” I feel sick.”

“Church will make you feel better. Get dressed and brush your teeth. Let’s go.”

 

So we drove to Mass at Most Holy Trinity in my dad’s 1978 wood-paneled Mercury station wagon. In the early years, Dad let me bring books or dolls or crayons, maybe assuming I would absorb  the ritual even if I wasn’t ready to receive the message. I entertained myself back behind the pews under the not-particularly-watchful eyes of the ushers while my dad did the reading or presented the gifts or assisted with Communion.  Mass had been so thoroughly absorbed into my dad’s consciousness that it felt like another language he spoke, another mode of expression, like Czech or carpentry.

 

I didn’t understand Mass — I still don’t– but I sensed what it meant to him and why he wanted to include me in it despite my resistance. He was inviting me into a ritual he had known all his life, a collection of prayers, songs and movements he carried in his veins and muscles through everything. That ritual, compact enough to keep with him even through the hell of Viet Nam, was still powerful enough to bring him all the way home. It wasn’t the only thing that protected him, but it was the essential thing. He wanted me to be protected too.

 

Mass had been so thoroughly absorbed into my dad’s consciousness that it felt like another language he spoke, another mode of expression, like Czech or carpentry.

 

Since my parents were (very) divorced, they divided my time right down the middle, including Christmas. Mom got Christmas Day for the big, loud family dinner at Grandma and Grandpa Thacher’s house. Dad got Christmas Eve, when we took the snowy, rural drive down to Lonsdale to visit Grandma and Grandpa Skluzacek. As the reliable Merc traced the dark, frozen farm roads it knew by heart, Dad and I listened to “Blue Christmas” and “Mele Kalikimaka” on the radio. Alone but not lonely, connected but allowed our own thoughts, we made that trip every year. When I think of it, I picture us in a snow globe.

 

The rituals I shared with my dad always made me feel like that  … as if I were inhabiting a tiny, enchanted, impenetrable space while he held the world at bay for me. I imagine that’s what God does for him during Mass.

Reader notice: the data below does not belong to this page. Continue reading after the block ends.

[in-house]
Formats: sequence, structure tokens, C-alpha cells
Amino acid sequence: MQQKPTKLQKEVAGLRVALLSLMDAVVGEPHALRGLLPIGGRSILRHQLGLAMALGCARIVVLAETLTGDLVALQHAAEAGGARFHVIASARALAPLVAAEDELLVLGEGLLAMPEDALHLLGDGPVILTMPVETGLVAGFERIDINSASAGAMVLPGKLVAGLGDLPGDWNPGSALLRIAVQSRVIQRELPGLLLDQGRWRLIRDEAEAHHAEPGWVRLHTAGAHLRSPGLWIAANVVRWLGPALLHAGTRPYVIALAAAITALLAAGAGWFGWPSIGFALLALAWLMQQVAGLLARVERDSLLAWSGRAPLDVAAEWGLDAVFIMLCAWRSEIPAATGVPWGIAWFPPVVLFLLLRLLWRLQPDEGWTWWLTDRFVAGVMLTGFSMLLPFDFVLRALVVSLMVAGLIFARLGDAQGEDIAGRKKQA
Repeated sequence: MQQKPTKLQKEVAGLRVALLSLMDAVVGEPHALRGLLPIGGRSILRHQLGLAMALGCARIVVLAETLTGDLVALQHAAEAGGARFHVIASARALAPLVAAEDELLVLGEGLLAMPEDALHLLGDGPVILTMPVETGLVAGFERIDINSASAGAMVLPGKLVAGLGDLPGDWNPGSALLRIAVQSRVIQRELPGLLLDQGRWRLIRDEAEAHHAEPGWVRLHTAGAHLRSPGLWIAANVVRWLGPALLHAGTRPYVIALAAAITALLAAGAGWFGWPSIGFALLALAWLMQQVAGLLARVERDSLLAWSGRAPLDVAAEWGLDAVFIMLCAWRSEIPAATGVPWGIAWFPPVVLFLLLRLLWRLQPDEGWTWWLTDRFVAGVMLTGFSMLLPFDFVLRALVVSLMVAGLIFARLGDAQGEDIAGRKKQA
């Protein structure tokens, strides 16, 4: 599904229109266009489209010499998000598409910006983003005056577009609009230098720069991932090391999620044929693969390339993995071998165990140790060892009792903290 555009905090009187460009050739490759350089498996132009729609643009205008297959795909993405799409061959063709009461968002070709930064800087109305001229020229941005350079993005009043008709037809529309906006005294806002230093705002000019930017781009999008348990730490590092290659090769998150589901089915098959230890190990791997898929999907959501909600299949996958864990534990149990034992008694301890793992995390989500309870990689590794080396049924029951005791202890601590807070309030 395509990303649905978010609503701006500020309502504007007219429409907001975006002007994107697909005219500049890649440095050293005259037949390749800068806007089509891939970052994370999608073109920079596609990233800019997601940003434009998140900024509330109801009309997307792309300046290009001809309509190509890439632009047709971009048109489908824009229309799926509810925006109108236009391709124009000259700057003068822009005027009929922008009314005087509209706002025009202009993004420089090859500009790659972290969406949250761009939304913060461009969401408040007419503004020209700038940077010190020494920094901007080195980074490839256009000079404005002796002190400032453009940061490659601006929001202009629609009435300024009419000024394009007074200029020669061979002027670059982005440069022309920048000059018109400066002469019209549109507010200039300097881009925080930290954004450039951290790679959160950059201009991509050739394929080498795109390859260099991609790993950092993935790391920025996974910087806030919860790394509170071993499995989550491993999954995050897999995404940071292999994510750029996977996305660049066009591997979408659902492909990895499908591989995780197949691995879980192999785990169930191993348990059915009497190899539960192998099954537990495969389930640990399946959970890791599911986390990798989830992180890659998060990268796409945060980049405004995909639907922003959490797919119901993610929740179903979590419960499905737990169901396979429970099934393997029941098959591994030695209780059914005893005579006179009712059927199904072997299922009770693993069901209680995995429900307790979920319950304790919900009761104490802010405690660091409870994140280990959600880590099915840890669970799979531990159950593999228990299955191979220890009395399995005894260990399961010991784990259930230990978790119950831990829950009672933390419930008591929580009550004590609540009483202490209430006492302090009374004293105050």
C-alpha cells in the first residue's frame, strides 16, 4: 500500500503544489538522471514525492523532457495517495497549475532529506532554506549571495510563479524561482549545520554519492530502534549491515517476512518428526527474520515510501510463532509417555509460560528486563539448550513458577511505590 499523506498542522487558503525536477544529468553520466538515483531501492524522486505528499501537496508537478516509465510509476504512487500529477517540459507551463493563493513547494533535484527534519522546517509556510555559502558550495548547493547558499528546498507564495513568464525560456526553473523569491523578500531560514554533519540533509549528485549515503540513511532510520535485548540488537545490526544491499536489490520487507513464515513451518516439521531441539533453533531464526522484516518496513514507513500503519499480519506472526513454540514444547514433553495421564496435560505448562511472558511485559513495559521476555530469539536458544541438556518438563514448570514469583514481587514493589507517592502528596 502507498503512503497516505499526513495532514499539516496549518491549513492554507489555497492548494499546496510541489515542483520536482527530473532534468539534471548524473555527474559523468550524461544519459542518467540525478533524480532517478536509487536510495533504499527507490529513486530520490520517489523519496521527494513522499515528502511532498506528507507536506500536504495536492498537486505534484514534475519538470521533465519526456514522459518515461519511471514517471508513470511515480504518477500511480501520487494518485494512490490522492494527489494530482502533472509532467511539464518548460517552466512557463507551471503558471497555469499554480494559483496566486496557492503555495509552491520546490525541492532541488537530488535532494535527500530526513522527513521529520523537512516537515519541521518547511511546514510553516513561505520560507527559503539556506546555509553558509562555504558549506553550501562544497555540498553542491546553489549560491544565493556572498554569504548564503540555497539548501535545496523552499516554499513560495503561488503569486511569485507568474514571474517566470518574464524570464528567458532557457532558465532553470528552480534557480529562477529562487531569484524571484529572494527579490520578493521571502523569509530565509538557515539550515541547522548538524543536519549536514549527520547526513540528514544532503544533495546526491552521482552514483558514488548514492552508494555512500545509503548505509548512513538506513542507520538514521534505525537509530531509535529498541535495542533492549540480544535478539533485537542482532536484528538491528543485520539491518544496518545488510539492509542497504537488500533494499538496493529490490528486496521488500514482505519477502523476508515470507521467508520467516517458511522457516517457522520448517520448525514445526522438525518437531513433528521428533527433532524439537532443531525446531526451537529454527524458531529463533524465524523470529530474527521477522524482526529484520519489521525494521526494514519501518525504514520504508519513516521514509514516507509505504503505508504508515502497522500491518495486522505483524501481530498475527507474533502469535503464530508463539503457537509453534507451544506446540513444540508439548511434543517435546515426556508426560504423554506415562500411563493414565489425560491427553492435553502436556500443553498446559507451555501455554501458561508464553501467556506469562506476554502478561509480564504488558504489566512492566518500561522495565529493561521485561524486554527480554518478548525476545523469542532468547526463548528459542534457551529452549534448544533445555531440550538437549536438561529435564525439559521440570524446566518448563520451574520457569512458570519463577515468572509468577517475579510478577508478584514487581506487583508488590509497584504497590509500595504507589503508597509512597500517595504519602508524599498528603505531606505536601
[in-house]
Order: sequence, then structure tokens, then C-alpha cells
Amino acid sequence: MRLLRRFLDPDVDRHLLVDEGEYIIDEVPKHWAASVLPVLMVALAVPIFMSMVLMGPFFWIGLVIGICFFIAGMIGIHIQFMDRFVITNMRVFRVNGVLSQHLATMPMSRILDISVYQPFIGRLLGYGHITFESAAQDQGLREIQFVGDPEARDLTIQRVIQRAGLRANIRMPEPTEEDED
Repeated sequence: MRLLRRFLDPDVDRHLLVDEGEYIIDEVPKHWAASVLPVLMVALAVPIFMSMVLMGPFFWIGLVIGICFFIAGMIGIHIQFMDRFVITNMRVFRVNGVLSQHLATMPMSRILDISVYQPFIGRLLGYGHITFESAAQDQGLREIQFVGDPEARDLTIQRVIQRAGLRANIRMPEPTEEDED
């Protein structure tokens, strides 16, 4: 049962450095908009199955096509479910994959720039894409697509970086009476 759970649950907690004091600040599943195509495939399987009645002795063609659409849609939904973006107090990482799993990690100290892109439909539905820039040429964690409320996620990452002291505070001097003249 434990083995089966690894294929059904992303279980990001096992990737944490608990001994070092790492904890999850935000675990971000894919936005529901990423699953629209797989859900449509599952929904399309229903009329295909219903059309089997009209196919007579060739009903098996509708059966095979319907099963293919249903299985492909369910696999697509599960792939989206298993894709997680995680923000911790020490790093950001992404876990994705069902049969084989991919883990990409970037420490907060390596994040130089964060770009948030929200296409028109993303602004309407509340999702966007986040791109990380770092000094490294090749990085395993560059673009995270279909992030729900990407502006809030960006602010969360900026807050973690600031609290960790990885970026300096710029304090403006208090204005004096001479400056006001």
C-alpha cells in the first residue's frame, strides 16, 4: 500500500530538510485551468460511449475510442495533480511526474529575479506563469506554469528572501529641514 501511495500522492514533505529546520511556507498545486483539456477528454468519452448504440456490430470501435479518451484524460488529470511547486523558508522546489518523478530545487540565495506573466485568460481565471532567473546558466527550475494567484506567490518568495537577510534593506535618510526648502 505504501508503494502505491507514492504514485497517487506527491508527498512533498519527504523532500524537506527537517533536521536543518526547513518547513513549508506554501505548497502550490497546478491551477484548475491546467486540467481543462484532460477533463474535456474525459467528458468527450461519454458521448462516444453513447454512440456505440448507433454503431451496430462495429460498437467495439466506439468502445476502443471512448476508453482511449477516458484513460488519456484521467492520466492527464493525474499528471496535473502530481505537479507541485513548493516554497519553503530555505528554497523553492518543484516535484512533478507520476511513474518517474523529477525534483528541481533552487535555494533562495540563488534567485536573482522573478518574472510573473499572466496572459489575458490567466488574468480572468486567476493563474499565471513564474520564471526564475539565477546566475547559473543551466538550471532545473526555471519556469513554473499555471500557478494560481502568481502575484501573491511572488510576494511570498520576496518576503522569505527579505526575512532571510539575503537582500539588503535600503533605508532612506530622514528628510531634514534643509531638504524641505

I struggled under a lot of fear and anxiety when I was a little girl — I still do. I was anxious about what the mean kids at school would do next, I was afraid my dad would die and there would be nobody left to understand me. I worried about tornadoes and bees and big dogs. My head buzzed from the  fear of doing something embarrassing  –something nobody would ever let me forget– like the time I accidentally left the blinds open while I was going to the bathroom at the neighbors’ house. All the kids on my block were playing street hockey in the driveway that day.

 

My adult self knows they couldn’t have seen anything, but my child self assumed they saw everything. Please please please don’t talk about that,  I prayed every time someone mentioned hockey or bathrooms or peeing or the neighborhood or windows or driveways or playing or stopping or any of the kids who lived in that house or any of the kids who lived nearby. Or their parents. Or anything. Please don’t bring it up. Sometimes my prayers worked, sometimes they didn’t.

 

“Hey, do you remember that time Mar-duh went to the bathroom with the window open? Mar-duh, do you remember? That was so funny! I can’t believe you did that. Why didn’t you close the shade? Did anyone see your butt? Gross! That’s so gross! Hahaha!”

 

I hated the way they said my name, I hated that I had made such an expensive mistake, I hated every minute of those elementary school years. I concentrated on neither laughing nor crying — just enduring, waiting. I suppose that was a kind of ritual too, learning how to hold the world at bay for myself, even if the space I was inhabiting didn’t feel enchanted or impenetrable.

 

Childhood itself is a ritual, imposed on all of us: the unruly world intrudes on our safety and comfort and the adults who love us push it away –over and over again– until we are old enough and brave enough to push the adults away, invite the world in for ourselves, run out to meet it, get lost in it, find our way back again. The world is never safe. We eventually see that’s the beauty of it.

 

The world is never safe. We eventually see that’s the beauty of it.

 

When I was fifteen, I refused to go to church anymore. I had tried to connect with Mass all year during my Confirmation classes, but I couldn’t find my way in.  My dad and I had one of our very rare fights about it.

 

“It feels dishonest!” I cried. “All I do is sit there and think about boys!”

“I daydream too, Marta,” my dad said back. “What matters is that you go to church.”

 

My mom laughed when I told her what he had said, adding it to her case against organized religion in general and Catholicism in particular. She heard my dad’s argument as evidence that his faith was only a meaningless habit.